The person behind the desk glanced at me and my stack of theses, and then called over her shoulder, “Bill, you’ve got another one.”

Bill came from the back office, checked the number of copies, looked at my form, signed it, said, “OK, thanks,” and was gone.

And that was it.

There was no congratulations. There were no pyrotechnics, no brass band, no huddle of people who wanted to know what it was like and what had just happened.

It was a milestone day for me, and just a day like any other for Bill.

It’s just my story, but I’ve heard others like it. The end of the PhD, from submission day to viva, can be anticlimactic. That doesn’t lessen your achievement. If you start to feel like it’s not really anything special, then reflect on what it was you set out to do. Reflect on what you’ve done along the way. Reflect on the journey rather than the destination.

Your PhD means something.

7 Questions To Answer At Submission

There’s a few key things it would be good to know around submission time. Questions which occur to candidates all of the time, but which I very rarely have answers for because they’re particular to their institution. If you’re submitting soon, find answers to these questions:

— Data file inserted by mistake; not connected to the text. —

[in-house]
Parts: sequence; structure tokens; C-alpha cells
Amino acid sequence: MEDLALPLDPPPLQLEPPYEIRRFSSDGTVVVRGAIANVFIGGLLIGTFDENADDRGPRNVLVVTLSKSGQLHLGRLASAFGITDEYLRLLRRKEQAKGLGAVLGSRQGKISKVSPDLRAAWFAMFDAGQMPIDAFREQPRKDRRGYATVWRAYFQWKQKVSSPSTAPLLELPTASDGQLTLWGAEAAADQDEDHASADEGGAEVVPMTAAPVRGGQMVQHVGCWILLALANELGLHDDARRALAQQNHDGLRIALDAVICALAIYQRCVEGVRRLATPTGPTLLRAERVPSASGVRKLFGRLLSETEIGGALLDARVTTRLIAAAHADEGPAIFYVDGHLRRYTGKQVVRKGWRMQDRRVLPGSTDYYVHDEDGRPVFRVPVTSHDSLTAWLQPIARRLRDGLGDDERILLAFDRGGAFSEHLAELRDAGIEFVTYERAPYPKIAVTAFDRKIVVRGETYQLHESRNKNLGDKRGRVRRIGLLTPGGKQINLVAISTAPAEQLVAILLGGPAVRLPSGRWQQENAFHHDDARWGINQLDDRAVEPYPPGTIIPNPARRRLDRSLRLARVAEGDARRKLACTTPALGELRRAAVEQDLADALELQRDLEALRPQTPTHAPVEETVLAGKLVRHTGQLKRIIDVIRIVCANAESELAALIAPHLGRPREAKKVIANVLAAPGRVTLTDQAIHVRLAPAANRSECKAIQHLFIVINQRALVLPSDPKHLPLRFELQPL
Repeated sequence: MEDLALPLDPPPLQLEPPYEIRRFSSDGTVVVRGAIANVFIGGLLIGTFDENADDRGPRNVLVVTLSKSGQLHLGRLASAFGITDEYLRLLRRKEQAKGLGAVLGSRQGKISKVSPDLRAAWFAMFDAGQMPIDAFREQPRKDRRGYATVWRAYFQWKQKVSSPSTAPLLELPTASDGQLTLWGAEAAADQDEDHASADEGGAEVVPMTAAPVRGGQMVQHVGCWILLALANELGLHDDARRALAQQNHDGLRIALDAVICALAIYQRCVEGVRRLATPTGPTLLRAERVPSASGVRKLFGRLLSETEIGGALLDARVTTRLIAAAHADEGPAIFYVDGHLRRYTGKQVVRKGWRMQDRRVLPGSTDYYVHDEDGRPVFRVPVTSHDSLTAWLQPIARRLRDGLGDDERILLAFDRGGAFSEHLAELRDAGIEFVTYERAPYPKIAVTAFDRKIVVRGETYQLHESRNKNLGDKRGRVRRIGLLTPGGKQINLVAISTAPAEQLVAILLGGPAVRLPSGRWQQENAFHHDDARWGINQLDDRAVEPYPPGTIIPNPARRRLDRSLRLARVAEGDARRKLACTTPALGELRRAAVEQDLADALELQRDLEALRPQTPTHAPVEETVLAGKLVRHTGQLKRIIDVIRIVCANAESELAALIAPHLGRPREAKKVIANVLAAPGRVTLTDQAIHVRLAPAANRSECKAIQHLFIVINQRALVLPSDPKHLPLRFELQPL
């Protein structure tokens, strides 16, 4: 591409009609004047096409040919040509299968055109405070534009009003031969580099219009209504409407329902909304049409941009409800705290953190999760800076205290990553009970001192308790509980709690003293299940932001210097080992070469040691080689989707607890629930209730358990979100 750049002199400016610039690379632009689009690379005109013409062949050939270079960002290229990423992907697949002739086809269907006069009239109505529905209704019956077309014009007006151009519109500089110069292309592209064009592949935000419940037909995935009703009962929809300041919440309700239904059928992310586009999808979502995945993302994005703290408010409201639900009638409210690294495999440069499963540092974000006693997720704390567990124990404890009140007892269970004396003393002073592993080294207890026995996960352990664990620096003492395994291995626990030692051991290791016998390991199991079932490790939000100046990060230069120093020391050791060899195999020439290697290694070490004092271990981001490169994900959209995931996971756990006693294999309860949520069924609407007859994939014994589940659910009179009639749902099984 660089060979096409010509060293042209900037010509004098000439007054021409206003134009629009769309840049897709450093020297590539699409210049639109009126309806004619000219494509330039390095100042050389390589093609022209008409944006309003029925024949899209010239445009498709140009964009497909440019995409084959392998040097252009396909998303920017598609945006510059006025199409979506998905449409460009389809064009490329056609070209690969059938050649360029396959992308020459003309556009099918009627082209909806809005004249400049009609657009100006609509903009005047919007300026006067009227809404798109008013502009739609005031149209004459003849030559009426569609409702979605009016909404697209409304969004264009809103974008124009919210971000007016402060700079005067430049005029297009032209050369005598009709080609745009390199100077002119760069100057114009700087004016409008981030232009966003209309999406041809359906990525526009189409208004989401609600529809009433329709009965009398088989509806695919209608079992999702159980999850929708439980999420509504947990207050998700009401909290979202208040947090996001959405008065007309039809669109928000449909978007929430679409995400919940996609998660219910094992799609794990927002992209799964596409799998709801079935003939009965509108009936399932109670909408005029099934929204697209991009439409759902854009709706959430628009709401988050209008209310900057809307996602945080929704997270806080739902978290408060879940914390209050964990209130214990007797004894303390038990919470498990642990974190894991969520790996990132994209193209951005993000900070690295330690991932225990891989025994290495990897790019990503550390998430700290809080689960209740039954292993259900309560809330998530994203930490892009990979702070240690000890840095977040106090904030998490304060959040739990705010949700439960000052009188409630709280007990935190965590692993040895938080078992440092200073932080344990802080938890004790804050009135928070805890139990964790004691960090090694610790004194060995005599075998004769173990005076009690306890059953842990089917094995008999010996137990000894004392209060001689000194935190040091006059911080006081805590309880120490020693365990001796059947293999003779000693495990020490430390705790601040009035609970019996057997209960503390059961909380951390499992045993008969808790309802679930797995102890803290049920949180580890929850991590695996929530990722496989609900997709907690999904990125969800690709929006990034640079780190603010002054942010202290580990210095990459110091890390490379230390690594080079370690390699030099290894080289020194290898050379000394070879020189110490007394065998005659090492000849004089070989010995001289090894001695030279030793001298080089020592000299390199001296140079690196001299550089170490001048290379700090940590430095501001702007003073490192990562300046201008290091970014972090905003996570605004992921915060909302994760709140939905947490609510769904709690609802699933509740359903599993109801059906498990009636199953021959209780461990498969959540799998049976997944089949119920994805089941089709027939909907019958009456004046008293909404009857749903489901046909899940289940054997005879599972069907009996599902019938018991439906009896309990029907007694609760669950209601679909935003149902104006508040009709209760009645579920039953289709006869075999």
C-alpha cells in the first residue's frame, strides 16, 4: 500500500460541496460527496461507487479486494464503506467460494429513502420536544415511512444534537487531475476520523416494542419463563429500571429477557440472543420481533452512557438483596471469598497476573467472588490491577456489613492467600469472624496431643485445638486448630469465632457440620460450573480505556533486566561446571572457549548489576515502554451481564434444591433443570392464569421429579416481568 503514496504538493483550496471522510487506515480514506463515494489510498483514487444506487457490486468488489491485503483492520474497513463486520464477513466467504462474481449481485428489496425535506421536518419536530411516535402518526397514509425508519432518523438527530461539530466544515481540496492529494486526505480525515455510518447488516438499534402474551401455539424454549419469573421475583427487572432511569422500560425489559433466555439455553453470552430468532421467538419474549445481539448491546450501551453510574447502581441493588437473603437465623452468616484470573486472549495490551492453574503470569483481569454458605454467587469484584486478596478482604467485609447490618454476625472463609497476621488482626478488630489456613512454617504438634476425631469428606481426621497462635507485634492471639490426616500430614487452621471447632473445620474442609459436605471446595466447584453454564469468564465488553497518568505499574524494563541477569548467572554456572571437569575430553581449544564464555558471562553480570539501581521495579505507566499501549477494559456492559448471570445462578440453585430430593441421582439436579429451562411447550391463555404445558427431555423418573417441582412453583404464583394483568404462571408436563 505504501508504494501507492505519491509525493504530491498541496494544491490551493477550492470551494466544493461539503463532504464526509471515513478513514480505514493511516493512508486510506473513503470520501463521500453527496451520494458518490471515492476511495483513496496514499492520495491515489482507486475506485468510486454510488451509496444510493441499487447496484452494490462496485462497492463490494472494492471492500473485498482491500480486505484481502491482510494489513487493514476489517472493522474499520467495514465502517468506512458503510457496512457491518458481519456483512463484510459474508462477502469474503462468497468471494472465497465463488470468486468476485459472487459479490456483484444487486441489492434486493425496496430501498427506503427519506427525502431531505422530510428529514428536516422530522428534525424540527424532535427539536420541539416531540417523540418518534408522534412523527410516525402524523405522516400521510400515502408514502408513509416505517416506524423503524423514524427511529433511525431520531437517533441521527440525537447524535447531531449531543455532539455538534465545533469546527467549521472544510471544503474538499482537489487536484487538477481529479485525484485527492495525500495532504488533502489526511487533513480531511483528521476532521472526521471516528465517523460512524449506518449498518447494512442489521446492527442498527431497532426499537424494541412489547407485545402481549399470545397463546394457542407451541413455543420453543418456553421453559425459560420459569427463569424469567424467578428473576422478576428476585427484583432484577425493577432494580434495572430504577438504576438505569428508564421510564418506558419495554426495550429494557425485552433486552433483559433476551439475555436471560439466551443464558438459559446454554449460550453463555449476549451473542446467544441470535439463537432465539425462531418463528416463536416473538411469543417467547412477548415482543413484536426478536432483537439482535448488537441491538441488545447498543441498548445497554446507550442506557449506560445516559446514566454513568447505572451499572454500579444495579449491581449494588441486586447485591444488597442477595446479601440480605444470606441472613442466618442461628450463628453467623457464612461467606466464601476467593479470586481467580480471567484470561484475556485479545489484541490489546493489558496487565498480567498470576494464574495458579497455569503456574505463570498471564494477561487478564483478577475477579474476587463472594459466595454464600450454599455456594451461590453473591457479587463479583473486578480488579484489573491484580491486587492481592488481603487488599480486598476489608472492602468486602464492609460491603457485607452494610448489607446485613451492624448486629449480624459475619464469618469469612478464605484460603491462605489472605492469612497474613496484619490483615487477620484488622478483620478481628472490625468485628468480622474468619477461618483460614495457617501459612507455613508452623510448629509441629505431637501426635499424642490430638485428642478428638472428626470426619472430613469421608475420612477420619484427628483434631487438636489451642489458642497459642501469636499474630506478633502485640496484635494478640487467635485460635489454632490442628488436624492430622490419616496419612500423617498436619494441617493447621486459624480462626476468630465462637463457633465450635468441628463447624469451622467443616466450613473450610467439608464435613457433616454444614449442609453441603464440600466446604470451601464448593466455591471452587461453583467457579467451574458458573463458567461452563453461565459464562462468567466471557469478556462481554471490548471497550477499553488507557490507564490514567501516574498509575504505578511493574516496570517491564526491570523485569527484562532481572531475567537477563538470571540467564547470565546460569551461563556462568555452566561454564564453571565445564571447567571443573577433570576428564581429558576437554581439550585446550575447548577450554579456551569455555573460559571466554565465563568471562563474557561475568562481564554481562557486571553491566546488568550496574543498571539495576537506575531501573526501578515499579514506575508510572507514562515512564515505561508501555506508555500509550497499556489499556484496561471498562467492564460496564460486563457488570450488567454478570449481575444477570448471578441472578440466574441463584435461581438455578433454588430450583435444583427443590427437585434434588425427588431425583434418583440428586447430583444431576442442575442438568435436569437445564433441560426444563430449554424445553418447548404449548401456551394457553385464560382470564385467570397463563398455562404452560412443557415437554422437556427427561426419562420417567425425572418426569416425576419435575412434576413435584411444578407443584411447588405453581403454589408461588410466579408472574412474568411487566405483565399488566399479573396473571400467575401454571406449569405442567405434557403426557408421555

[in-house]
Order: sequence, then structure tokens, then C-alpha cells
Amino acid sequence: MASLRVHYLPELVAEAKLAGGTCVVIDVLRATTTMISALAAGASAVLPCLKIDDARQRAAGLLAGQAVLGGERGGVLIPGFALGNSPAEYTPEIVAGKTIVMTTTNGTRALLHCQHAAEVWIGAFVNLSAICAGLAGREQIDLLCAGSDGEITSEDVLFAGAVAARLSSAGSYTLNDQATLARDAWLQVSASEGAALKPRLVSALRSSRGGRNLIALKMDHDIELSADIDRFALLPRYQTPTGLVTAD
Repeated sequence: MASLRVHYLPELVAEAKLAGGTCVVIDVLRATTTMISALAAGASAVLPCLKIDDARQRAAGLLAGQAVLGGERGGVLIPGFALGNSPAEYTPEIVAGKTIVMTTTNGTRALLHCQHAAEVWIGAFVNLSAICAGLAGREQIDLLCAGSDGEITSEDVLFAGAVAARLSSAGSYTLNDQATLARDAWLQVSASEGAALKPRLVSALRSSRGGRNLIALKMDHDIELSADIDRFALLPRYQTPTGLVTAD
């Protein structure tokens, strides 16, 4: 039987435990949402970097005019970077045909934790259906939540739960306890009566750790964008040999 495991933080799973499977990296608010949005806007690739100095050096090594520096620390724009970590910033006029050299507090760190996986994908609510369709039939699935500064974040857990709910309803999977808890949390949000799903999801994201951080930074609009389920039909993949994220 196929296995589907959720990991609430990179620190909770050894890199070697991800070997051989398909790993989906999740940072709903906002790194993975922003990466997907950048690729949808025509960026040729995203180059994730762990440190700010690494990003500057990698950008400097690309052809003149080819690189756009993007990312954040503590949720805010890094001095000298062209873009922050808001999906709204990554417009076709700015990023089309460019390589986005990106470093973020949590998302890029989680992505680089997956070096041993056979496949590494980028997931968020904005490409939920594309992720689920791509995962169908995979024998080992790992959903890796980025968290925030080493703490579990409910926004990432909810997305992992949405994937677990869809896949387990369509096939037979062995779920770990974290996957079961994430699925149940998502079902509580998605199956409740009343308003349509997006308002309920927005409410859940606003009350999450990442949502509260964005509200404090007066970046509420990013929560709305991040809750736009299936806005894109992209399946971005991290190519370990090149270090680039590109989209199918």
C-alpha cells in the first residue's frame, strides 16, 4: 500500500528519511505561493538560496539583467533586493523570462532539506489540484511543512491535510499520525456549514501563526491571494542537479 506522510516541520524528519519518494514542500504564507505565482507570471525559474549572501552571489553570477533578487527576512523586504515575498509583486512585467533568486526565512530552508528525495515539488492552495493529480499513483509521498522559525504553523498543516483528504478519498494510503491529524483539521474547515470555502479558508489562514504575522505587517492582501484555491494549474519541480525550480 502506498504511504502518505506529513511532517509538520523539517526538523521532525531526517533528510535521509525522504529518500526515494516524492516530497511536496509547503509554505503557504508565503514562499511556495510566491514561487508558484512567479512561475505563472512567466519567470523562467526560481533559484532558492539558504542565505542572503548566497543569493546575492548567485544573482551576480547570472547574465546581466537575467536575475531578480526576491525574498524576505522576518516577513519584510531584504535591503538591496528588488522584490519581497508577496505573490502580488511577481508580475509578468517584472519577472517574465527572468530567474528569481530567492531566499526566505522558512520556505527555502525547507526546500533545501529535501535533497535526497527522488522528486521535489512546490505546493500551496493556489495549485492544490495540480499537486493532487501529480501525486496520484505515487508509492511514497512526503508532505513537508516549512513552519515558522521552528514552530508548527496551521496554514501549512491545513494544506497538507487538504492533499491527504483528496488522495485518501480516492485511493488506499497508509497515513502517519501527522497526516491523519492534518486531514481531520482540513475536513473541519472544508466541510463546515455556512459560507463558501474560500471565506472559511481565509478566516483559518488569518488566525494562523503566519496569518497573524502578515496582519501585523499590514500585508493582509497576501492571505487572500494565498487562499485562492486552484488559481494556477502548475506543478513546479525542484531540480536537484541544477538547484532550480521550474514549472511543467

1. In what time frame does your university hope to hold your viva after you submit?
  2. Under what circumstances would you be liable for fees after submission?
  3. Who will be in the room for the viva?
  4. What are the range of possible awards or results for the viva at your institution?
  5. In particular, how long are you given for minor corrections at your institution?
  6. What is the post-viva process at your institution?
  7. What are you unsure about when it comes to the logistics and process of the viva?

You’ll likely pick up answers to most of these questions by osmosis during your PhD. It’s within your power to find answers to all of them, and find out how things are done at your university.

If your answer to Question 7 is anything other than “nothing” then find someone who can help. It’s up to you.

Thinking Through My Fingers

Isaac Asimov: “Writing, to me, is simply thinking through my fingers.”

I found this in one of those quote lists that are everywhere. I like lists, but I love the gems buried in them, and this is a gem. Asimov’s insight is especially profound when it comes to the thesis. It takes a long time to write a thesis. When you sit down to write you don’t have to get it right first time. Sitting to write can help you clarify what you think. Getting something, anything, typed up can help you make the vague clear. It takes time, but when you’re finished and you submit, you’re telling your examiners that you think you’re on to a winner.

If you’ve submitted already, then this is the message you were sending. If you’ve not submitted yet, I think the opportunity here is asking yourself, “What would a winning thesis look like?” Aim yourself at the answer and do the work. Get thinking through your fingers.